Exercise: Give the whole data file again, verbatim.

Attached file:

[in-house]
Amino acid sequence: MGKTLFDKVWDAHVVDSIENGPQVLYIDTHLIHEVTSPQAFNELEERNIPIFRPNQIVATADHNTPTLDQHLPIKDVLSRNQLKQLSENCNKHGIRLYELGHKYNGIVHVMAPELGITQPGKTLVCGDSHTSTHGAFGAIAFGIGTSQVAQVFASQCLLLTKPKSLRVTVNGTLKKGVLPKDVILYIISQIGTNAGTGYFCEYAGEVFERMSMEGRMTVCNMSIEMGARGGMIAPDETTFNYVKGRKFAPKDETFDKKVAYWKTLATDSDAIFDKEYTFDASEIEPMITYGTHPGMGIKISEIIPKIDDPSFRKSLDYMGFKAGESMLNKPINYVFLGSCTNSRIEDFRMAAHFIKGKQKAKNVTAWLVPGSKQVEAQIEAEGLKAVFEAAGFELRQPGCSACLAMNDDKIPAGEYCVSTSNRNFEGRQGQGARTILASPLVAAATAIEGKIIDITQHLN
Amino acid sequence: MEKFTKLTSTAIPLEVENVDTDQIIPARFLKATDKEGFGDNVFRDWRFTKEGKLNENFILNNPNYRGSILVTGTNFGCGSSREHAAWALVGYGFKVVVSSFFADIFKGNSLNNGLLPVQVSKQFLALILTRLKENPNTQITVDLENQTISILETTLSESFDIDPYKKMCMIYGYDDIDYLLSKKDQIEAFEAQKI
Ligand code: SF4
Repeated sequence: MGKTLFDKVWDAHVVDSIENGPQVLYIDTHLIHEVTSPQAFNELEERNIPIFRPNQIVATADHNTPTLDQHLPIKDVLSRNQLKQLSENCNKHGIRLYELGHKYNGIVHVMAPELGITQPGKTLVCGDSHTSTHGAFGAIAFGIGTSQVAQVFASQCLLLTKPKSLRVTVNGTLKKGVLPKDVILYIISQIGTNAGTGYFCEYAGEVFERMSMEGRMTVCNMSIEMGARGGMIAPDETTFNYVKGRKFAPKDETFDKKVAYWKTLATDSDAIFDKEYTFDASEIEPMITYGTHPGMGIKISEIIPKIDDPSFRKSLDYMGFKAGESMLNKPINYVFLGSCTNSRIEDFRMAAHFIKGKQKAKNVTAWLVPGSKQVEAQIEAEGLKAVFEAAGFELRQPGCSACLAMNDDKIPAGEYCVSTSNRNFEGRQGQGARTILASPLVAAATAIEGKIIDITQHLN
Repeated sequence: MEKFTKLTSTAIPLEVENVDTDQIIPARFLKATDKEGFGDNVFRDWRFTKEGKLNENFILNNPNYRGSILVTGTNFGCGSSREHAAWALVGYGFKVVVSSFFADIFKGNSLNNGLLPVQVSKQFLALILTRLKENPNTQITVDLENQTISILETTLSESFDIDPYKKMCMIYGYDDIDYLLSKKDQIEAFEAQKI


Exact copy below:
[in-house]
Amino acid sequence: MGKTLFDKVWDAHVVDSIENGPQVLYIDTHLIHEVTSPQAFNELEERNIPIFRPNQIVATADHNTPTLDQHLPIKDVLSRNQLKQLSENCNKHGIRLYELGHKYNGIVHVMAPELGITQPGKTLVCGDSHTSTHGAFGAIAFGIGTSQVAQVFASQCLLLTKPKSLRVTVNGTLKKGVLPKDVILYIISQIGTNAGTGYFCEYAGEVFERMSMEGRMTVCNMSIEMGARGGMIAPDETTFNYVKGRKFAPKDETFDKKVAYWKTLATDSDAIFDKEYTFDASEIEPMITYGTHPGMGIKISEIIPKIDDPSFRKSLDYMGFKAGESMLNKPINYVFLGSCTNSRIEDFRMAAHFIKGKQKAKNVTAWLVPGSKQVEAQIEAEGLKAVFEAAGFELRQPGCSACLAMNDDKIPAGEYCVSTSNRNFEGRQGQGARTILASPLVAAATAIEGKIIDITQHLN
Amino acid sequence: MEKFTKLTSTAIPLEVENVDTDQIIPARFLKATDKEGFGDNVFRDWRFTKEGKLNENFILNNPNYRGSILVTGTNFGCGSSREHAAWALVGYGFKVVVSSFFADIFKGNSLNNGLLPVQVSKQFLALILTRLKENPNTQITVDLENQTISILETTLSESFDIDPYKKMCMIYGYDDIDYLLSKKDQIEAFEAQKI
Ligand code: SF4
Repeated sequence: MGKTLFDKVWDAHVVDSIENGPQVLYIDTHLIHEVTSPQAFNELEERNIPIFRPNQIVATADHNTPTLDQHLPIKDVLSRNQLKQLSENCNKHGIRLYELGHKYNGIVHVMAPELGITQPGKTLVCGDSHTSTHGAFGAIAFGIGTSQVAQVFASQCLLLTKPKSLRVTVNGTLKKGVLPKDVILYIISQIGTNAGTGYFCEYAGEVFERMSMEGRMTVCNMSIEMGARGGMIAPDETTFNYVKGRKFAPKDETFDKKVAYWKTLATDSDAIFDKEYTFDASEIEPMITYGTHPGMGIKISEIIPKIDDPSFRKSLDYMGFKAGESMLNKPINYVFLGSCTNSRIEDFRMAAHFIKGKQKAKNVTAWLVPGSKQVEAQIEAEGLKAVFEAAGFELRQPGCSACLAMNDDKIPAGEYCVSTSNRNFEGRQGQGARTILASPLVAAATAIEGKIIDITQHLN
Repeated sequence: MEKFTKLTSTAIPLEVENVDTDQIIPARFLKATDKEGFGDNVFRDWRFTKEGKLNENFILNNPNYRGSILVTGTNFGCGSSREHAAWALVGYGFKVVVSSFFADIFKGNSLNNGLLPVQVSKQFLALILTRLKENPNTQITVDLENQTISILETTLSESFDIDPYKKMCMIYGYDDIDYLLSKKDQIEAFEAQKI